Authors explain how to duck debt reaffirmation traps
When seeking bankruptcy protection, some unwary consumers may be cajoled or outright conned by their creditors into remaining on the hook for a car loan or home mortgage through a process known as reaffirmation.
In most instances, reaffirmation is unwise for the debtor because it waives the debtor's right to then discharge that debt and make a "fresh start" under Chapter 7 bankruptcy law.
How to keep from shooting yourself in the foot by reaffirmation?
A new book, "Reaffirmation Agreements in Consumer Bankruptcy Cases," published by the American Bankruptcy Institute, explores the pitfalls of reaffirmation and the new personal bankruptcy landscape in the wake of the Bankruptcy Abuse Prevention and Consumer Protection Act of 2005 (BAPCPA).
CreditCards.com spoke with the two bankruptcy attorney authors, Dan Austin of Pittsburgh, who generally represents creditors, and Don Lassman of Needham, Mass., who represents debtors, to discuss reaffirmation for consumers.
CreditCards.com: Where do debtors typically go wrong when it comes to reaffirmation?
Don Lassman: They reaffirm a debt that they can't reasonably afford. There is something called "debtor's euphoria," where debtors are just eternally optimistic. I think their tendency is to hope things will always get better - "I know I'm close but next month I might make more money" - and then they reaffirm a debt that they cannot afford. And once it's reaffirmed, they're on the hook for that. So if they subsequently lose the collateral, they have to pay the deficiency.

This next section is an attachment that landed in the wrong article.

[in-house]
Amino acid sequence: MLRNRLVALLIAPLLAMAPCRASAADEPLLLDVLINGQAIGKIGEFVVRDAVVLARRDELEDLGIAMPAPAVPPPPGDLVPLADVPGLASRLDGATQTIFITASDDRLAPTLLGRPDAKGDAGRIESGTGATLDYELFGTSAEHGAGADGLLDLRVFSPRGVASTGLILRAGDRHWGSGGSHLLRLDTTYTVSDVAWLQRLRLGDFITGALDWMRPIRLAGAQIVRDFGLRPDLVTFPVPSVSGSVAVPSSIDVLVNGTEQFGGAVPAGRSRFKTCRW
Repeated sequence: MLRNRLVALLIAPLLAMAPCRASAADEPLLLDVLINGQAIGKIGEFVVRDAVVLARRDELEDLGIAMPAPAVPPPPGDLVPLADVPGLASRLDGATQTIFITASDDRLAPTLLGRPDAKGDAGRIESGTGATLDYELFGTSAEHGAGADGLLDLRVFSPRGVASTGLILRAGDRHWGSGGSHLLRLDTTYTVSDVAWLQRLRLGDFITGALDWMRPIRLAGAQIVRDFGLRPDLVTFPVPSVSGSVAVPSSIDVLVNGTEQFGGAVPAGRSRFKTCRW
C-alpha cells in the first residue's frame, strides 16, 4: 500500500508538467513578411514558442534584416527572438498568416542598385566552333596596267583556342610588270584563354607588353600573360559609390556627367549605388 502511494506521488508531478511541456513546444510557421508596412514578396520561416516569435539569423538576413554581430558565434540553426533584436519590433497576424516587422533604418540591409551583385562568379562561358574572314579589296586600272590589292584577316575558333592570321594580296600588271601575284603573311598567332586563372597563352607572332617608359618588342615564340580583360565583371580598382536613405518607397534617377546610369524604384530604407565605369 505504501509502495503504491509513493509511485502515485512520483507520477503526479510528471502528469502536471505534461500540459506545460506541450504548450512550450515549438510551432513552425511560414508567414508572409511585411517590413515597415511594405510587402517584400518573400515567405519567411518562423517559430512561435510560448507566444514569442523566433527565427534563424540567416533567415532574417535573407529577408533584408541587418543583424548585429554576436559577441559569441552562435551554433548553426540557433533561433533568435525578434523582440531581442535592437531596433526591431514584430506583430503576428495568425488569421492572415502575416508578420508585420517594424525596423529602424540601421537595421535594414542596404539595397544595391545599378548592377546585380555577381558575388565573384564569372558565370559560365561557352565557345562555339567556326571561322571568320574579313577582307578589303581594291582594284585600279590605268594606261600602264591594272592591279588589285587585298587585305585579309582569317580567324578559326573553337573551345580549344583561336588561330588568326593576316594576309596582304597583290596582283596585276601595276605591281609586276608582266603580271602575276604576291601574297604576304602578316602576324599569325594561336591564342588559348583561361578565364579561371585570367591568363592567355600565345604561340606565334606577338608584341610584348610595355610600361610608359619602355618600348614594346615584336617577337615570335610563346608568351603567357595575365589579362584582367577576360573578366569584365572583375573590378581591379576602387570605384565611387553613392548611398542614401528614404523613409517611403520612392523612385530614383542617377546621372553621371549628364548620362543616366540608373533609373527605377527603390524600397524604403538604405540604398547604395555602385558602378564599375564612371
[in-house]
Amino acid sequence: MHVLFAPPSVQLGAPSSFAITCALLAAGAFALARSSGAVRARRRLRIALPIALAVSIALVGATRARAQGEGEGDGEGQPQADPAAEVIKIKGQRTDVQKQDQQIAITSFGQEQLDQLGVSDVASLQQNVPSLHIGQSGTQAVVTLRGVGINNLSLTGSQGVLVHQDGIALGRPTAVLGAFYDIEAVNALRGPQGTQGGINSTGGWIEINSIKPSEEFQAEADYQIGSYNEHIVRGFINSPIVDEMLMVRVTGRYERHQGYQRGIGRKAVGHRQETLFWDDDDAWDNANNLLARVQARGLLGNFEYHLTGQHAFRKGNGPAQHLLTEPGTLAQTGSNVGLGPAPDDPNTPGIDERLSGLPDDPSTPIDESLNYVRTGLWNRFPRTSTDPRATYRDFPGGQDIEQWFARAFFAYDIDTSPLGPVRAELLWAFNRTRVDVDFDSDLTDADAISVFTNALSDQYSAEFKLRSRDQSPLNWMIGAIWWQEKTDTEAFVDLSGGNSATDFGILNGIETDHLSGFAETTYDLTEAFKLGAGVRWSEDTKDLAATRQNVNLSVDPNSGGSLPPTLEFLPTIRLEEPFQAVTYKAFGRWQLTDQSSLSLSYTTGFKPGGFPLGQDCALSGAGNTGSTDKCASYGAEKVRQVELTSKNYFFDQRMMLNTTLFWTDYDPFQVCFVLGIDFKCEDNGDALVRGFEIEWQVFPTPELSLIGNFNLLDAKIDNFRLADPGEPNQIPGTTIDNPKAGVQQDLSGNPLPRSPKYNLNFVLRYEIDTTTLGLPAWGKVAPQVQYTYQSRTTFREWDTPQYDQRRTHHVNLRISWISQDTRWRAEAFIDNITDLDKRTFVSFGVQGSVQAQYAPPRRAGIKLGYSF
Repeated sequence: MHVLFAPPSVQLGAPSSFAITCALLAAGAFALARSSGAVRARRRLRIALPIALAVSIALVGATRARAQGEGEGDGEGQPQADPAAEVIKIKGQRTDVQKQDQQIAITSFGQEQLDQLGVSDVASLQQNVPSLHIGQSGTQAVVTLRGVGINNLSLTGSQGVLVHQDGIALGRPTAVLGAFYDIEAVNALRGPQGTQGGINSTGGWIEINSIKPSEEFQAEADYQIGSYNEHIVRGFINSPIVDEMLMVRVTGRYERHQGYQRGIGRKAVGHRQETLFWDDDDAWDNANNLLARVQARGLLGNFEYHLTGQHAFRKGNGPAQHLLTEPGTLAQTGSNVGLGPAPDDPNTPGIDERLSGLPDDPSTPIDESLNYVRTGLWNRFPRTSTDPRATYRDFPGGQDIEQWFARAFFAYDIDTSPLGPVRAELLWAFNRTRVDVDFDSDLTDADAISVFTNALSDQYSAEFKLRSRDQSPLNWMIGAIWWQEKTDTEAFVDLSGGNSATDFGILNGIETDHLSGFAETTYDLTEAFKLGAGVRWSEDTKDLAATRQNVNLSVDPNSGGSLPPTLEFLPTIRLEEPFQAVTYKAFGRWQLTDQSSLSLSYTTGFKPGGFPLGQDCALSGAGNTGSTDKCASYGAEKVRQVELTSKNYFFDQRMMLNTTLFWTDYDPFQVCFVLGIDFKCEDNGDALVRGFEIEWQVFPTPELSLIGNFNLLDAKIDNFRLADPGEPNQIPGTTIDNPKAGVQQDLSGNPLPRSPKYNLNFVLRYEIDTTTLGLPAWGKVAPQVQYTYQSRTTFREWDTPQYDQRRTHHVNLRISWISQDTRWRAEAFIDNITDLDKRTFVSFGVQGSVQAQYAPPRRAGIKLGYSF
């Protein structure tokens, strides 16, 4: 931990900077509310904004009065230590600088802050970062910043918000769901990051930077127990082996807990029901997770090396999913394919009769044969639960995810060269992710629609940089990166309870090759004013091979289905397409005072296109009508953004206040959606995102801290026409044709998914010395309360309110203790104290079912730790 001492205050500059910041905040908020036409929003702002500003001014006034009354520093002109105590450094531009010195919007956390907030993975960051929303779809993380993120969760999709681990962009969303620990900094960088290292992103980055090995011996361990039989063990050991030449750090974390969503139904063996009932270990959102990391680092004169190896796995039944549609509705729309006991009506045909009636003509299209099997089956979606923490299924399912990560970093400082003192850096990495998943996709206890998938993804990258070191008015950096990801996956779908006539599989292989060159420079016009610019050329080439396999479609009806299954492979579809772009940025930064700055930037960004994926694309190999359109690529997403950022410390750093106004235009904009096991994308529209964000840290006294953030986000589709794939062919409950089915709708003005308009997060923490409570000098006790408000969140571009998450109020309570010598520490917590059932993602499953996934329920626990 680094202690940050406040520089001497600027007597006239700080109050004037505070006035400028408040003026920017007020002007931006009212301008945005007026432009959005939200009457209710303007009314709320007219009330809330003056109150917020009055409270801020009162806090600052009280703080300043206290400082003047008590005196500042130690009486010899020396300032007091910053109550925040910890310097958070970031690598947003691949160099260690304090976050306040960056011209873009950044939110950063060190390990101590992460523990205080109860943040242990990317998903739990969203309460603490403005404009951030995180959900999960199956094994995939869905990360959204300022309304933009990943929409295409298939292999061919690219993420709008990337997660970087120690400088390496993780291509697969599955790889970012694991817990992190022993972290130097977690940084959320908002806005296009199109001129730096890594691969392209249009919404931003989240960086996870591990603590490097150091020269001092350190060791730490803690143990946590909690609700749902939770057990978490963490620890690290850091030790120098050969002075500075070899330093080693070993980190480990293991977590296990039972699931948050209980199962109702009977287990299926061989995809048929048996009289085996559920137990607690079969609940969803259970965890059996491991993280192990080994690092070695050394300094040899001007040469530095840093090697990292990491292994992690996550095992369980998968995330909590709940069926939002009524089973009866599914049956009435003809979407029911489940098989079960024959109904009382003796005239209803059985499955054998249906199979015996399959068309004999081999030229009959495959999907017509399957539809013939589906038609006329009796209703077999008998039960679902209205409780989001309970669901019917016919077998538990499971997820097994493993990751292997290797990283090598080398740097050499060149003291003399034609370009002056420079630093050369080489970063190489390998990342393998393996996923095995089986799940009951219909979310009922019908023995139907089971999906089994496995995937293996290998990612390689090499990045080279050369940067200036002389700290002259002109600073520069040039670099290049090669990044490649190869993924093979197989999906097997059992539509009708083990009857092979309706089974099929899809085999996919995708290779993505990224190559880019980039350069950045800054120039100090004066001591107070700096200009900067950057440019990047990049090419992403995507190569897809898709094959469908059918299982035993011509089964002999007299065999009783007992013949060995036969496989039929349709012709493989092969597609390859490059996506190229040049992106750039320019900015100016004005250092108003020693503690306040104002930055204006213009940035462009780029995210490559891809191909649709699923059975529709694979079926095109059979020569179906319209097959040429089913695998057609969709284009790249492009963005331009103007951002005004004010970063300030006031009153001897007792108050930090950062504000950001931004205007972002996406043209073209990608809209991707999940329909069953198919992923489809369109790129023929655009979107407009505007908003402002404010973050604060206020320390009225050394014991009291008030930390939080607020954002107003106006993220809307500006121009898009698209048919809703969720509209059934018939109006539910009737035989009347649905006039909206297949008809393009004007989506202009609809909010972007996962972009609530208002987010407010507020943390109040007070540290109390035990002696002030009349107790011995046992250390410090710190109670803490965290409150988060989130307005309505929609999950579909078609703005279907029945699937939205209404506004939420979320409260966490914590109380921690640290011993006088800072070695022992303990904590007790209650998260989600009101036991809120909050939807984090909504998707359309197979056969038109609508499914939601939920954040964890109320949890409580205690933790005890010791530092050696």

I have a woman working five jobs to keep her house and I have sat her down time and time again, telling her, "You have got to let this house go. You cannot make that mortgage payment. You just can't." I would not let her reaffirm that debt, but if she were on her own, without counsel, she would have reaffirmed that debt. And it's several hundred thousand dollars more than the value of the house!
Dan Austin: It is stunning the myopia that some people have for years and years and years, thinking they can afford this or that - this house, this business, this lifestyle. It's astonishing. Mind boggling.
CreditCards.com: Doesn't bankruptcy court serve to save them from themselves?